More than a quarter of people who have ever drunk alcohol think they have been drinking more during lockdown, according to research commissioned by Alcohol Change UK. Almost half said they expected to continue drinking at the same rate as the lockdown eases and pubs reopen, while 17 per cent said they anticipated drinking more.
The figures are based on a survey of more than 2,000 people, around 1,600 of whom were current or former drinkers. Just under 20 per cent of this group said they had been drinking to cope with stress or anxiety, with parents of under-18s more likely to cite this as a reason than non-parents or parents of adult children. Although one in five drinkers had been drinking more often, the number of units consumed on an average drinking day ‘does not seem to have changed significantly’, says the charity, with 13 per cent drinking more units and 12 per cent drinking fewer. Of people who typically drank seven or more units a day, however, 38 per cent said they were now drinking more.
Just under 20 per cent of drinkers said they intended to visit a pub within two weeks of lockdown easing, but 7 per cent had stopped drinking altogether during the lockdown –equating to more than 3m people – with younger people more likely to have cut out alcohol. More than one in three people had also been taking ‘active steps’ to manage their alcohol consumption, including having alcohol-free days or looking for advice online. Traffic to the ‘get help’ section of Alcohol Change UK’s website from March to June was almost 250 per cent higher than during the same period last year, the charity says.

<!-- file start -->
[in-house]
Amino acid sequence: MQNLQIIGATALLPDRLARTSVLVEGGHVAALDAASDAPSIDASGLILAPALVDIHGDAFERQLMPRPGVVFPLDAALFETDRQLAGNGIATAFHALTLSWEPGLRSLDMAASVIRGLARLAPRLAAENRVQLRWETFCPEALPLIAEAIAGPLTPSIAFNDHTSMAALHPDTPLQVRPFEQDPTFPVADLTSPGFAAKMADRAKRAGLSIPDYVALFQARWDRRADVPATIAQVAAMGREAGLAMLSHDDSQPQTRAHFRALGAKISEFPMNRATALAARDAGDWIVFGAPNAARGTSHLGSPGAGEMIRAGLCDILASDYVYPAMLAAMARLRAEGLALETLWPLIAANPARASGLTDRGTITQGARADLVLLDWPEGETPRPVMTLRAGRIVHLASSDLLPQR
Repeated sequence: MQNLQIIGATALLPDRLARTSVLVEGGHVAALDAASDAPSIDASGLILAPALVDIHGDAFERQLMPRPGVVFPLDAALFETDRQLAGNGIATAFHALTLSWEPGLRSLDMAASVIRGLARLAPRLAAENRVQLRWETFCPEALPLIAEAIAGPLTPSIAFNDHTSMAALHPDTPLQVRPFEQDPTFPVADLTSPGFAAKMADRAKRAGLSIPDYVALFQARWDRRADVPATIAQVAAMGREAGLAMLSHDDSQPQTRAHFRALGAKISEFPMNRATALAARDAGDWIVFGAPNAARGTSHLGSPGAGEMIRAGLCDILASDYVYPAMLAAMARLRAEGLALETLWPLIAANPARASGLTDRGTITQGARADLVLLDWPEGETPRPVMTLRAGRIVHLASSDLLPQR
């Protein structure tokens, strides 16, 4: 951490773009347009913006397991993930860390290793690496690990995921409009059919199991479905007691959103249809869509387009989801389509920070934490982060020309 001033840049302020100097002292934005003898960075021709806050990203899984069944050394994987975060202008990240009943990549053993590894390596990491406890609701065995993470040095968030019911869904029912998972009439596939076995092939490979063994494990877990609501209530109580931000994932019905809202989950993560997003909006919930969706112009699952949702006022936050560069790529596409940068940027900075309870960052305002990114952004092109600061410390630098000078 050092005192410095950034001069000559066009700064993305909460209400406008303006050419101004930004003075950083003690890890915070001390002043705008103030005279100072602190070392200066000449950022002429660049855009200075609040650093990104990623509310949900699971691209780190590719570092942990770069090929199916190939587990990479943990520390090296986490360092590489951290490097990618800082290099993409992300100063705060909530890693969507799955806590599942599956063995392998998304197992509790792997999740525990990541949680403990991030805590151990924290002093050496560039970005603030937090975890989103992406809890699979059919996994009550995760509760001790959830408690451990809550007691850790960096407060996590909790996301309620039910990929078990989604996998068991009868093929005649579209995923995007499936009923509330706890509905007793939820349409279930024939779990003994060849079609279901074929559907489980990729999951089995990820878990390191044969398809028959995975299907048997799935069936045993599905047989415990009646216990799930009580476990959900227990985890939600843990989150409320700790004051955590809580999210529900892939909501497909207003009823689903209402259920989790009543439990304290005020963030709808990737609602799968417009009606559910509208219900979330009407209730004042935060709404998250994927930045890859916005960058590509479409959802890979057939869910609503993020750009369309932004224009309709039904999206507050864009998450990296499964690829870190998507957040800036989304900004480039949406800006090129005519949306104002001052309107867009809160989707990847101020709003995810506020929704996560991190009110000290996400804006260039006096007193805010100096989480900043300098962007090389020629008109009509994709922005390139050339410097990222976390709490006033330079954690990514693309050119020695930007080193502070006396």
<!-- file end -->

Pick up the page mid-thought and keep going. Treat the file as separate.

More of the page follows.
‘From the very start of lockdown, charities and treatment services have warned of the impact on people’s drinking,’ said chief executive Richard Piper. ‘This research shows that we were right to worry. One in five of us has drunk more often than usual over the past three months, and this research suggests that those drinking more often during lockdown are less likely than others to cut back as it eases. But the good news is that one in three of us are acknowledging that drinking is a concern and taking active steps to manage our drinking during lockdown. One in three are also planning to manage our drinking actively as the pubs reopen and lockdown eases, putting in place plans like drink-free days, keeping an eye on the amount of alcohol we buy, and getting support online or from our GPs.’